Exploit kits of cybercrime tools fell into a big slump in the first half of this year after Russian authorities nabbed the alleged creator of the popular Blackhole kit, but users aren't necessarily safer.
Blackhole so dominated the shadowy market for exploit kits, or bundles of code for taking advantage of known software vulnerabilities, that the number of URL requests associated with exploit kits fell by 87 percent in the first half, according to the Cisco 2014 Midyear Security Report. The report was released on Tuesday during the Black Hat security conference in Las Vegas.
The report, which combines findings from Jan. 1 through June 30 by various security divisions of Cisco Systems, painted a fairly grim picture overall: One statistic, based on observations of 16 enterprise networks, showed that nearly 94 percent of them had Web traffic go to malware sites, the company said. The company's annual security report last December found that 100 percent of observed enterprises -- 30 enterprises, in that case -- had malware traffic. The report also found a marked increase in attacks against media companies.
Blackhole was linked to numerous cyber attacks until its alleged author, who used the nickname Paunch, was arrested last October. There were many exploit kits based on Blackhole, but activity around those has died down since Paunch's arrest. In the meantime, many different kits have been vying for hackers' attention, said Levi Gundert, a technical team leader at Cisco. Exploit-kit creators compete much like makers of any product do, on features (such as how many exploits are included) and customer service, he said.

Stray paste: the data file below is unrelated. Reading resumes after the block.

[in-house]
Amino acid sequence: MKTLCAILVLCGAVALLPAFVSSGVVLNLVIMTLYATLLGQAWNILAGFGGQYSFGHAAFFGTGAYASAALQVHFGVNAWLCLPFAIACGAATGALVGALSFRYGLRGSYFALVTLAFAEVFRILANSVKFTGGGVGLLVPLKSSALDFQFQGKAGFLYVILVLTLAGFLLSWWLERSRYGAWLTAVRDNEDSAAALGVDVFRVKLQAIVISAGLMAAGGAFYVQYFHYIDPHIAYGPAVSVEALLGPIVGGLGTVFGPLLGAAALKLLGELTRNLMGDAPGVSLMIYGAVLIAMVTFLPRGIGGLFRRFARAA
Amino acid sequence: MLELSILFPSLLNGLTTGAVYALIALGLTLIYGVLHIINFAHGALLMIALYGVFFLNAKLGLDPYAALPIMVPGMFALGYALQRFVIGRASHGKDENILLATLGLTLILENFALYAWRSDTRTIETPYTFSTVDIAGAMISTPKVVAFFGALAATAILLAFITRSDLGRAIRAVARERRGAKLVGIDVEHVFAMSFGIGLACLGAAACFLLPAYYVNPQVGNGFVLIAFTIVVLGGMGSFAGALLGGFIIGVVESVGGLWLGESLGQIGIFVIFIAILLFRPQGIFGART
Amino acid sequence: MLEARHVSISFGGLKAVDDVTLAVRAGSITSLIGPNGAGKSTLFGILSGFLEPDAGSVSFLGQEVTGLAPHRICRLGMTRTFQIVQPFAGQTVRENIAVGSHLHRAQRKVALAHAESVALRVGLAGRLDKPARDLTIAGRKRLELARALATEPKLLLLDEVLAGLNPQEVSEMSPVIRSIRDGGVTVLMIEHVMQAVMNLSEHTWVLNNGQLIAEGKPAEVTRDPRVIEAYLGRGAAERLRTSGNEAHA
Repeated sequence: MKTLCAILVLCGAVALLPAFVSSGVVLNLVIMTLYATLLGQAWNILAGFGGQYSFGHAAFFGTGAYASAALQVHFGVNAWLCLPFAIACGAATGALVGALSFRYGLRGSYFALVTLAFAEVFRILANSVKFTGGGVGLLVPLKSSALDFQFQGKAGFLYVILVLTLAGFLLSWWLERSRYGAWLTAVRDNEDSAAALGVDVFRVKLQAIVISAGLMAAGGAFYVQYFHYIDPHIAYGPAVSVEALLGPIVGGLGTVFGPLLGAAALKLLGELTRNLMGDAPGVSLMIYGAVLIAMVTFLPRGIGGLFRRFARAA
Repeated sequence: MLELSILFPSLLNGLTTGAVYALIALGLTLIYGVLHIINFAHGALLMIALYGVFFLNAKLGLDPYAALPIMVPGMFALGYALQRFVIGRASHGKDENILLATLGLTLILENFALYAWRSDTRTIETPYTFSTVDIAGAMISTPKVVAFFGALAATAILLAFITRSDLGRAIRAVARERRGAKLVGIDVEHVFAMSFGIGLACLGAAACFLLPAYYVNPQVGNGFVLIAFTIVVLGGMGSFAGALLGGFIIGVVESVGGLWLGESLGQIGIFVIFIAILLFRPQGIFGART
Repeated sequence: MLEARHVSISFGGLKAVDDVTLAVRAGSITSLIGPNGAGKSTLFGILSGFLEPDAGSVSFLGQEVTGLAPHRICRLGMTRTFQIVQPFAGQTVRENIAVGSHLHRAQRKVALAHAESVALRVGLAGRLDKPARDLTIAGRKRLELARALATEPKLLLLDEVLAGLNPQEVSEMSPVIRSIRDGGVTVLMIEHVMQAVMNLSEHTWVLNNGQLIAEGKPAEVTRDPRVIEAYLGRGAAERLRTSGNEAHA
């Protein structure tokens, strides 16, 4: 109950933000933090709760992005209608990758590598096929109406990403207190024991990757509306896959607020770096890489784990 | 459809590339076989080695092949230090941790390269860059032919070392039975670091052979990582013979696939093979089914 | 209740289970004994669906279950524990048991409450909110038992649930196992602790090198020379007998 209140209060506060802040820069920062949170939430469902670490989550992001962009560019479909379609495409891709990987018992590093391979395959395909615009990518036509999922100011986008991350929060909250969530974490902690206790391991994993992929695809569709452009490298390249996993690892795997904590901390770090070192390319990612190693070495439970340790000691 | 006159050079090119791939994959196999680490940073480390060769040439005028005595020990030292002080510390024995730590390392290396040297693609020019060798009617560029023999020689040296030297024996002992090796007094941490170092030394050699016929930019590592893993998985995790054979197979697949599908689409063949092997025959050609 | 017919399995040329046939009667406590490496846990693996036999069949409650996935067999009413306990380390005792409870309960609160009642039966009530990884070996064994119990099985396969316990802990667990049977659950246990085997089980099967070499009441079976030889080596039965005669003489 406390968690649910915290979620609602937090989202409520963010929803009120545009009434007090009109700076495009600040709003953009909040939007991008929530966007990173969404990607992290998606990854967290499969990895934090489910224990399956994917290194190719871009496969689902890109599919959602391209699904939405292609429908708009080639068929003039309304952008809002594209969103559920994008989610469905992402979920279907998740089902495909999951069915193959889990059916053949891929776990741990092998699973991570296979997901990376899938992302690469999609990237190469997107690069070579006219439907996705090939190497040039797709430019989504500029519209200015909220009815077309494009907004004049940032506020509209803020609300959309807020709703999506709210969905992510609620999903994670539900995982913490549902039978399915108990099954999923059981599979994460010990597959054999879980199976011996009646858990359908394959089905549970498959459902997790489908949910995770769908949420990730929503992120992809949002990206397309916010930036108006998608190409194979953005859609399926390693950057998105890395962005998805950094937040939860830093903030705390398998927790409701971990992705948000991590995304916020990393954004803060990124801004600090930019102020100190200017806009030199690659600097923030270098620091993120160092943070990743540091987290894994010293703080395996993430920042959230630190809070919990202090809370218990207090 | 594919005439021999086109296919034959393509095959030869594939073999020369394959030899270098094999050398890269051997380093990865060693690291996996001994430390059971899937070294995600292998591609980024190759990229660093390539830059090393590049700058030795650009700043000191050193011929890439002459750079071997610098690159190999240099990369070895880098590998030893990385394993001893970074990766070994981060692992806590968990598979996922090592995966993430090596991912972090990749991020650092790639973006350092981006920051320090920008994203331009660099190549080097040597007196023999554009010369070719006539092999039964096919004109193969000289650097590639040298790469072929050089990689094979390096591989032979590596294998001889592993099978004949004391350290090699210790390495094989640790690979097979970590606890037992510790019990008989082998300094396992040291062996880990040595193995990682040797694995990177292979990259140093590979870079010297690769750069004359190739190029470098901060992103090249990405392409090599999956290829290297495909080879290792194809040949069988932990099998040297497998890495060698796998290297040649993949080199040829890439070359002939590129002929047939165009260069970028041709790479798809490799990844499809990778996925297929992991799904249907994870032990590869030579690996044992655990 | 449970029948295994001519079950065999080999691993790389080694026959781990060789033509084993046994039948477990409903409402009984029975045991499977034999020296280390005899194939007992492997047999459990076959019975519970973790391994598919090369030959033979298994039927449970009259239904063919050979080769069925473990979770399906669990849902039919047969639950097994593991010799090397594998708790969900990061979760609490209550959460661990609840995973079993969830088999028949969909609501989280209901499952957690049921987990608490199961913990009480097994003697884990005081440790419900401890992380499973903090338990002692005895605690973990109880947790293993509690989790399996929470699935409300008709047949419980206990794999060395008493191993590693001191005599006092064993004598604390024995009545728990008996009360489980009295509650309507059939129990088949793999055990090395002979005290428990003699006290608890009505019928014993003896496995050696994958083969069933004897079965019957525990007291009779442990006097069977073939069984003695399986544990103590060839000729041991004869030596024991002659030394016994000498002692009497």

"There will be a new market leader in the underground," Gundert said. "I think it's just a matter of time before another Blackhole ... emerges and claims dominance."
For the midyear report, Cisco's SourceFire Vulnerability Research Team (VRT) analyzed URL requests on the Internet to determine if the code that generated them came from a known exploit kit. The sharp decline in exploit kit identifications may not mean less malware is out there, Gundert warned. For one thing, some kits are harder to recognize than others. For example, the Sweet Orange kit uses a new pattern every day to create URLs for the rogue pages where it sends victims. "It's very difficult to track from the typical indicators we've used in the past," he said.
Web users frequently get redirected to malware sites by code built into online display ads, which can hijack a browser even if the user never clicks on the malicious ad, Gundert said. Often, the bad site appears briefly as a blank white page. But in the meantime, it will load malware on the user's system that can do just about anything if the computer doesn't have up-to-date protections installed, he said.
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